If you find that you have a content problem from the practice test analysis, you need to make improve your understanding of that subject a priority in your prep.



Fill in the potholes of your understanding.


Think of a making a content mistake like discovering a cavity in your mouth. When your dentist fills in a cavity, he doesn't just patch up the hole right away. He cleans out the entire cavity, sterilizes it, then adds a filling.

Content mistakes are similar—you have a weakness in a subject, say x-y coordinate geometry. This probably means you have a lot of other weaknesses in that subject other than the one identified by that question. Don't just focus on understanding that one question you missed.

Take the opportunity to research that subject and get more practice in it. Review (or teach yourself!) the key concepts that are tripping you up and find more practice questions for this skill (even if they aren't SAT questions) to drill your mistakes.

In our SAT prep program PrepScholar, we do all of this work for you by splitting up our 7,000+ practice questions by skill and difficulty. If you're weak in solving algebraic equations, you get 20+ questions in a quiz dealing specifically with that skill. This repetitive practice fills up any content gaps far better than any other method I know.


Strategy 4: If You Miss a Question, Try It Again Before Reading the Explanation

When you miss practice questions, the first thing you do is probably to read the answer explanation and maybe reflect on it a little.

That's too easy—you're not actively engaging with the mistake you made. You won't actually learn from your mistake, and you'll make that mistake over and over again.

Instead, check the correct answer choice (A-D) without looking at the explanation and try to re-solve the question once again to get the correct answer.

Doing so will often be hard. You couldn't solve it the first time, so why could you solve it the second time around? But with less time pressure, you might spot a new strategy or see the mistake you made.

Treat each wrong question like a puzzle. Struggle with each wrong answer for up to 10 minutes. Only then if you don't get it should you read the answer explanation.

When this happens, what you learned will stick with you for 20 times longer than if you just read an answer explanation. I know from personal experience that when you've struggled with a concept and reached a breakthrough, you retain that information far better than if you just passively absorbed the information.




Strategy 5: Master Every SAT Math Skill—Even the Rare Ones

The SAT has an uneven balance of questions by skill. Algebra dominates the test, taking up over 50% of the test. This is somewhat good news, in that if you're an Algebra whiz, you'll do well on the bulk of SAT math.

The bad news is that there's a long tail of straggling skills that only show up occasionally. We've done a careful analysis of every math question on every official SAT test, and here are the least common skills in SAT math.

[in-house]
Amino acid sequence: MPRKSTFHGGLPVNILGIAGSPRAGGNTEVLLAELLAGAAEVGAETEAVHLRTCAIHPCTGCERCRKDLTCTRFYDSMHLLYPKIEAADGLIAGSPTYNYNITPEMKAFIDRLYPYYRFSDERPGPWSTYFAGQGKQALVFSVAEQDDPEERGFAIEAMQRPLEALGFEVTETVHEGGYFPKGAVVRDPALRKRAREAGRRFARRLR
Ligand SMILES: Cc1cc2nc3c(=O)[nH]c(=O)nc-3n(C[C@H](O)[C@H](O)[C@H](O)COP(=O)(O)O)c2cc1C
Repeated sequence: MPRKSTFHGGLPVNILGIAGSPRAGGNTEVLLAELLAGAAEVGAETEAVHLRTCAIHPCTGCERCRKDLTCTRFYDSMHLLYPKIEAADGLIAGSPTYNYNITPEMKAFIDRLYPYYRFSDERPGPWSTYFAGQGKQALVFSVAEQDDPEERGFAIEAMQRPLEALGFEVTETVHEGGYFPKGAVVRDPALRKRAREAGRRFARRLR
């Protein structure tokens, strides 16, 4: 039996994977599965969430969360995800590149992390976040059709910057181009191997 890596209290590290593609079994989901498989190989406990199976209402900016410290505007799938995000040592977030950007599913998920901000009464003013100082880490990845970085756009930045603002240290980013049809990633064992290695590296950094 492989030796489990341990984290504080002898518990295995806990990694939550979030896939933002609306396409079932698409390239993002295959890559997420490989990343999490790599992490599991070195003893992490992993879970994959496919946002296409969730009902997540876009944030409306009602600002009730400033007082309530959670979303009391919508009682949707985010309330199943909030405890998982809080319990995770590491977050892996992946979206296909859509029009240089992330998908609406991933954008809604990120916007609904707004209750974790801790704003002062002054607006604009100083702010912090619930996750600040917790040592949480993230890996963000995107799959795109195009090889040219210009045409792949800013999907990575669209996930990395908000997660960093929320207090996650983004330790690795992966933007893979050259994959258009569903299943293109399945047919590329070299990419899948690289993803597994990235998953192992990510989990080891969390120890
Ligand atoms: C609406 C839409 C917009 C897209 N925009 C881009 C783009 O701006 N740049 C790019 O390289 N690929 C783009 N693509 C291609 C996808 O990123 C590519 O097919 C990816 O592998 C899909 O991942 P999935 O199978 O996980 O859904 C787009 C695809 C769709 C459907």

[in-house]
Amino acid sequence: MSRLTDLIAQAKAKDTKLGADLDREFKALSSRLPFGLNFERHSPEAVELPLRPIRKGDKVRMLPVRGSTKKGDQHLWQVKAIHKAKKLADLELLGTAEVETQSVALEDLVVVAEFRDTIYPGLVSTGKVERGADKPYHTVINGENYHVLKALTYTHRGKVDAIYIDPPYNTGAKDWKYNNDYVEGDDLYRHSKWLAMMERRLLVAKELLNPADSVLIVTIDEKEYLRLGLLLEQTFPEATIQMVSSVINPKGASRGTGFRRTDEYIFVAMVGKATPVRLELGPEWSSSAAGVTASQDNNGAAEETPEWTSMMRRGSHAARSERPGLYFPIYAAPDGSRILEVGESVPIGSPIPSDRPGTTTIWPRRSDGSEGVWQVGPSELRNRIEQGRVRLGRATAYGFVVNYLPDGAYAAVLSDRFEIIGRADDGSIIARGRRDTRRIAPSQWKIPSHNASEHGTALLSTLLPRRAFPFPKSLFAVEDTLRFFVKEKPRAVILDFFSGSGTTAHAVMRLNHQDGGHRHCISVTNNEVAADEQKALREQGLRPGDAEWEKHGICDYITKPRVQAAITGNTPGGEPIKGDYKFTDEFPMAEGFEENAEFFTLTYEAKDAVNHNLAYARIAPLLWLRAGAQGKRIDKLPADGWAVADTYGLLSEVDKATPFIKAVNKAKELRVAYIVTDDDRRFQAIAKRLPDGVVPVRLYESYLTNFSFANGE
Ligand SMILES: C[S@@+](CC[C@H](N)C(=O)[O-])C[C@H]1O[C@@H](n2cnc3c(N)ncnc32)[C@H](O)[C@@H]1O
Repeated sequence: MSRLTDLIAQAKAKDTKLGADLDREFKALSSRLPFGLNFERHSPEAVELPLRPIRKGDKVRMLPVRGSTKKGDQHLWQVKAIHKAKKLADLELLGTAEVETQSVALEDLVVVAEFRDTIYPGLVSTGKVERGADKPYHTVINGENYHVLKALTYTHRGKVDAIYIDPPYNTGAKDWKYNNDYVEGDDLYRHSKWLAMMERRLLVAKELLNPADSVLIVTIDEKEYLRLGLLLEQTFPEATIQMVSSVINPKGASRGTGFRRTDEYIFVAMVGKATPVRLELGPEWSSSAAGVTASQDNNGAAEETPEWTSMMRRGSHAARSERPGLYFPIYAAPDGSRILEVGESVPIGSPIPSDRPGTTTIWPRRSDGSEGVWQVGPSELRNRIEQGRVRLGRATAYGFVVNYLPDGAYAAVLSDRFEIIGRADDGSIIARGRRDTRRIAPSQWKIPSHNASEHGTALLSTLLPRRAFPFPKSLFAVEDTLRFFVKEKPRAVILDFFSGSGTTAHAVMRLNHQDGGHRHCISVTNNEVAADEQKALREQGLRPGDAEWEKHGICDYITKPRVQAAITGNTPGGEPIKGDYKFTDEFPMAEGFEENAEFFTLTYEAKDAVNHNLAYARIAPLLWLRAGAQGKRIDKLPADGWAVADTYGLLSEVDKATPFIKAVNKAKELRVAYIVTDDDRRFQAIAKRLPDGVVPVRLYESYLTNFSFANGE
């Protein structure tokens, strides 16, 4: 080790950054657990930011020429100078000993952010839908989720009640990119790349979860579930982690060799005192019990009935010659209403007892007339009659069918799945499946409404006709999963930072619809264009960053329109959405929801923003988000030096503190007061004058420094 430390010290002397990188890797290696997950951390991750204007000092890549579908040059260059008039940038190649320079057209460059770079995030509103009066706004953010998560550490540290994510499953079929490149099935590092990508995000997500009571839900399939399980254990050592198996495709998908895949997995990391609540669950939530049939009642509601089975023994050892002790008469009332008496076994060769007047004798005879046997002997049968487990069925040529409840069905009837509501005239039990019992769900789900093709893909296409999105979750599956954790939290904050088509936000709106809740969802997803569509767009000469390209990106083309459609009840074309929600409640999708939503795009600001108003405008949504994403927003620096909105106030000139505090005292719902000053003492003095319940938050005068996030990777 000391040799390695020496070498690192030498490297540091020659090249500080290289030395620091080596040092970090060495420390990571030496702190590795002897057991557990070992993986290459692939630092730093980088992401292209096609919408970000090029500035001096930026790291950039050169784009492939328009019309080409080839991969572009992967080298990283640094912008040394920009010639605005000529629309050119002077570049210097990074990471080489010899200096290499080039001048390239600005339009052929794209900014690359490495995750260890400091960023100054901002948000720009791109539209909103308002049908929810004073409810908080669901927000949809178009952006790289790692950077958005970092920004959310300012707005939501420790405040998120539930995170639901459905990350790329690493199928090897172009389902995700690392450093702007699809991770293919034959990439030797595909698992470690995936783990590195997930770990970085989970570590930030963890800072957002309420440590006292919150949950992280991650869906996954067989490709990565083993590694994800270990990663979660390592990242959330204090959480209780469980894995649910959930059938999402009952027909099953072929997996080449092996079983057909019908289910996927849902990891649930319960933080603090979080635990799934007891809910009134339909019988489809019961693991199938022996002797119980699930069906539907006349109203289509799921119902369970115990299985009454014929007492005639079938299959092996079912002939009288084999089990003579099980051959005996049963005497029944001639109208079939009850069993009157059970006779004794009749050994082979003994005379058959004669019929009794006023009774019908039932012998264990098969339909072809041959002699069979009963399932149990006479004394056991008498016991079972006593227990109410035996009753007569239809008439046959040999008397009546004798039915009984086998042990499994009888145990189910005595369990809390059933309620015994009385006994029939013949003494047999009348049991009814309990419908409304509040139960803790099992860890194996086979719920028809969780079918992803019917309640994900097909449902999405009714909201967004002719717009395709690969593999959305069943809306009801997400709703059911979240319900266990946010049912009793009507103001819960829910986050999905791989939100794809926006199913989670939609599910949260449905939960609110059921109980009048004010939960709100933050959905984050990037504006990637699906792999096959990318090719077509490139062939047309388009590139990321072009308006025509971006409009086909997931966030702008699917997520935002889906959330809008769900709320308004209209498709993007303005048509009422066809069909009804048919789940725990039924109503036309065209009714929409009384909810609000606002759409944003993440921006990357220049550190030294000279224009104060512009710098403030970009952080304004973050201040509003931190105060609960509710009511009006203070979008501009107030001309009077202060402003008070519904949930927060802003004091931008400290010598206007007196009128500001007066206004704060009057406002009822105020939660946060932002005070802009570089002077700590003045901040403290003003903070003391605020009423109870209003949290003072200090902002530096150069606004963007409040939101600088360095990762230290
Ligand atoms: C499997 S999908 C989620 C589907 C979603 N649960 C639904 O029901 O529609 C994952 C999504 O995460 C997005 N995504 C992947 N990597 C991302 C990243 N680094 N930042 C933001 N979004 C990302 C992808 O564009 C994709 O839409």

Skill Frequency Expected Questions Per Test
Dividing polynomials 1.72% 1
Trigonometry, radians 1.72% 1
Absolute value 1.29% 0.75
Complex numbers 1.29% 0.75
Experimental interpretation 0.86% 0.5
Lines and angles 0.86% 0.5
Solid geometry 0.86% 0.5
Systems of equations with nonlinear equations 0.86% 0.5
Function notation 0.43% 0.25


It might surprise you that some of these skills have an expected number of questions lower than one. But even though you might not even get a complex number or solid geometry question, you have to know it anyway. You have to know it all.

This is the challenge of the 800 Math scorer—you need a wide BREADTH of knowledge as well as DEPTH of mastery in each one. No single test is going to test the entire breadth of your knowledge, but you must be prepared anyway because you can't predict what they're going to test.

The way we handle this at PrepScholar, which is based on how I mastered the SAT myself, is to give you detailed lessons and quizzes for all 24 Math skills, and all Reading/Writing skills. For even the least common skills like complex numbers and solid geometry, you'll get dozens of questions to practice with and master the skill. You'll leave no stone unturned, which is why top scoring students love us.

If you don't use PrepScholar, then you need to find great sources of practice content yourself, and to structure your study time optimally so you get both breadth and depth.




Strategy 6: Finish With Extra Time and Double Check

Ultimately, your goal is to get so good at SAT Math that you can solve every question and have extra time left over at the end of the section to recheck your work.

In high school and even now, I can finish SAT Math sections in about 60% of the time allotted. This means I finish a 25 minute section in 15 minutes or less, and a 55 minute section in 35 minutes. This gives me a ton of time to recheck my answers two times over and make sure I make no careless mistakes.

How can I finish a section this quickly? It comes down to mastery of the math skills and a LOT of experience with the test. When I see a question, I usually know exactly what the College Board is asking for, and I've seen so many such questions that I know exactly how to solve it in the fewest steps needed.